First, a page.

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THE ROBERT McCANCE LECTURE

Robert McCanceRobert McCance was born in 1898, the son of an Ulster linen merchant. After leaving school his first duty was military service, spending the years of World War I with the Royal Naval Air Service. It was only after his service that he went to read natural sciences at Cambridge, then going on to study medicine at King's College Hospital in London.

It was in the kitchens of King's College that he met Elsie Widdowson, and the duo made a formidable scientific partnership. Much of McCance's work was seminal and concerned food composition and nutrition, but his talents were many and varied. Although his food compsotion tables are perhaps the most significant of his publications, he also played a role in the design and development of, among other things, inflatable life rafts.

Robert McCance MedalIn later years McCance was the caretaker director of the Medical Research Council's infantile malnutrition unit in Kampala, Uganda, and he was elected a Fellow of the Royal Society in 1948 and appointed CBE in 1953. He died on March 5th, 1993.

Since 1994, a year after his death, the Neonatal Society has hosted the McCance lecture, now a regularly annual event. Each lecture is delivered whilst wearing the McCance medal (pictured right). The first ever lecture was delivered by his long-time colleague, Elsie Widdowson.

The lectures so far are as follows:

2016, London: Professor Kate Costeloe
Forty years on: changes, challenges and new solutions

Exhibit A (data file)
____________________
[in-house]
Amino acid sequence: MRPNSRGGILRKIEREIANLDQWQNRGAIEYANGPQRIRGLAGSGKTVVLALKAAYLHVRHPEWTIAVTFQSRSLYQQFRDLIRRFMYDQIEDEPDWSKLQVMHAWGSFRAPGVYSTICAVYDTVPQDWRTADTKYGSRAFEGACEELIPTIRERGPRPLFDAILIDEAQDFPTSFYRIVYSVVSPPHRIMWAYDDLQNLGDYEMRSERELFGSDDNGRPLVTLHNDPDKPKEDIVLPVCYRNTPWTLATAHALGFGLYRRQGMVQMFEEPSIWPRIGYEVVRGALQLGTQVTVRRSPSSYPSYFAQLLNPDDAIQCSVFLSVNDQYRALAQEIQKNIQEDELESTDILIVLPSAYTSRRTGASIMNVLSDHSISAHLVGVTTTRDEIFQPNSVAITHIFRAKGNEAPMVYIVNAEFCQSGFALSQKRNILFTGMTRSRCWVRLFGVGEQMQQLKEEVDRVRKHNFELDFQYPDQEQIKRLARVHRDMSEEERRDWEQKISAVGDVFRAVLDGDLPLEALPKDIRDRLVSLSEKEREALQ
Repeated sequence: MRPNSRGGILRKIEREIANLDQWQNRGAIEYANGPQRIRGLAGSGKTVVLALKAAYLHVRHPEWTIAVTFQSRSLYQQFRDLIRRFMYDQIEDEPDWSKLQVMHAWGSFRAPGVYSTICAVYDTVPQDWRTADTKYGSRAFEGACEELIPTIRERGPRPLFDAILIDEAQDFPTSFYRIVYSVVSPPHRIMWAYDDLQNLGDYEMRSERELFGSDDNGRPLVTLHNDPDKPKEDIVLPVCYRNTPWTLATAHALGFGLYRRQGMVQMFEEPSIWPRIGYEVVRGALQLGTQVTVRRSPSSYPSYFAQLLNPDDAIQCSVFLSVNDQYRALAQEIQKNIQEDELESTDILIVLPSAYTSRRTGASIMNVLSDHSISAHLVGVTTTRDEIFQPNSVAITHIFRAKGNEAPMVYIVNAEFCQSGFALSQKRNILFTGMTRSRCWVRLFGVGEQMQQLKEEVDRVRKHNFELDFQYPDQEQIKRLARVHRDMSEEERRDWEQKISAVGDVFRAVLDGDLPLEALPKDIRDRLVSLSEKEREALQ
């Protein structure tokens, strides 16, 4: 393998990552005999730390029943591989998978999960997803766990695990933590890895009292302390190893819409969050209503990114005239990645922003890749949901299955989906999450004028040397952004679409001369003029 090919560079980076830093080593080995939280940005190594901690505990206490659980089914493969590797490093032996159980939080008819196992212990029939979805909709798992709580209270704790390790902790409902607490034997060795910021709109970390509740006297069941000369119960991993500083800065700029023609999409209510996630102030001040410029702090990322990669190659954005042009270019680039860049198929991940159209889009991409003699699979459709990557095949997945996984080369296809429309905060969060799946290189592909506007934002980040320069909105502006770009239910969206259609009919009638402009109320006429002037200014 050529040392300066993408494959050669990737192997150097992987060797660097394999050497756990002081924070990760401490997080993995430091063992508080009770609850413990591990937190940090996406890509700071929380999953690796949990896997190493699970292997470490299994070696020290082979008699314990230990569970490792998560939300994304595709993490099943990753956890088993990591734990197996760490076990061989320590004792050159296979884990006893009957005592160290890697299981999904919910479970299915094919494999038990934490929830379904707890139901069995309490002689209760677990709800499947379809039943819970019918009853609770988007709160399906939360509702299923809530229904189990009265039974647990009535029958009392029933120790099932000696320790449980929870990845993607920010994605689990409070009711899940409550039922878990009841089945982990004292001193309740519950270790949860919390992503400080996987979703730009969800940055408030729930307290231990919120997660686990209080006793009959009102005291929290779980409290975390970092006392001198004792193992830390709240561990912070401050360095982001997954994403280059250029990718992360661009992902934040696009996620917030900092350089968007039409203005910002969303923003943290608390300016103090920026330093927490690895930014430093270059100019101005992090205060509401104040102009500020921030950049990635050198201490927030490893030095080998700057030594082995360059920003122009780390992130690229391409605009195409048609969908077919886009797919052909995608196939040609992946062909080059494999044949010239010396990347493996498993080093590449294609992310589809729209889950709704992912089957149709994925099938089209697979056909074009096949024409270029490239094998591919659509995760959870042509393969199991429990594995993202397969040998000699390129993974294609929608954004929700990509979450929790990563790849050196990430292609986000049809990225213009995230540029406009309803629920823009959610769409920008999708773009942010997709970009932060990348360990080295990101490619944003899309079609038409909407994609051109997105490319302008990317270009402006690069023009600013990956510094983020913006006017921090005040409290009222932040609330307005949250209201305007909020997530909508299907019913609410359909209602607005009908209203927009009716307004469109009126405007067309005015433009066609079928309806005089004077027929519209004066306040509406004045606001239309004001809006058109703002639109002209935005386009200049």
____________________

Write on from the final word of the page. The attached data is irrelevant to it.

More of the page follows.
2015, London: Professor Malcolm Macleod
Why Preclinical Trials Fail to Translate

2014, London: Professor Tim Cole
Describing Growth in Infancy and Childhood

2013, London: Dr Anne McCartney
Early Nutrition and the Gut Microbiota

2012, London: Professor Ann Hellström
ROP pathogenesis, diagnosis & therapies (today's and future)

2011, London: Professor Abigail Fowden
The placenta and fetal programming

2010, London: N Marlow
Preterm neurodevelopment - strategies to avoid long term follow up

2009, London: H Hagberg
Hypoxia-ischemia in the neonatal brain: molecular mechanisms of injury

2008, London: E Saliba
White matter injury: from pathogenesis to prevention

2007, London: T Costello
The evidence base for saving newborn lives in the developing world

2006, London: M Fitzgerald
Neonatal pain processing

2005 Lecture 1, London: M Hanson
Developmental origins of health and disease: concepts, mechanisms and implications

2005 Lecture 2, London: O Saugstad
Air vs 100% oxygen for resuscitation of asphyxiated infants: time to decide

2004, London: L de Vries
Neonatal neuroimaging - the last 30 years

2003, London: D FitzPatrick
Identifying genes that cause human malformations

2002, London: A Prentice
Yokesacs, placentas and breasts: nutritional regulation of early growth

There are no online programmes for these older lectures:

2001, London: C Blakemore
The nature of nurture in the development of the brain

1999, London: J Owens
Placental restriction and the impact of IGF-1 on fetal growth

1998, London: A Jackson
Nutrition during pregnancy

1995, London: A Lucas
Nutritional Programming - back to the future

1994, London: E Widdowson
Why think? Why not try the experiment?

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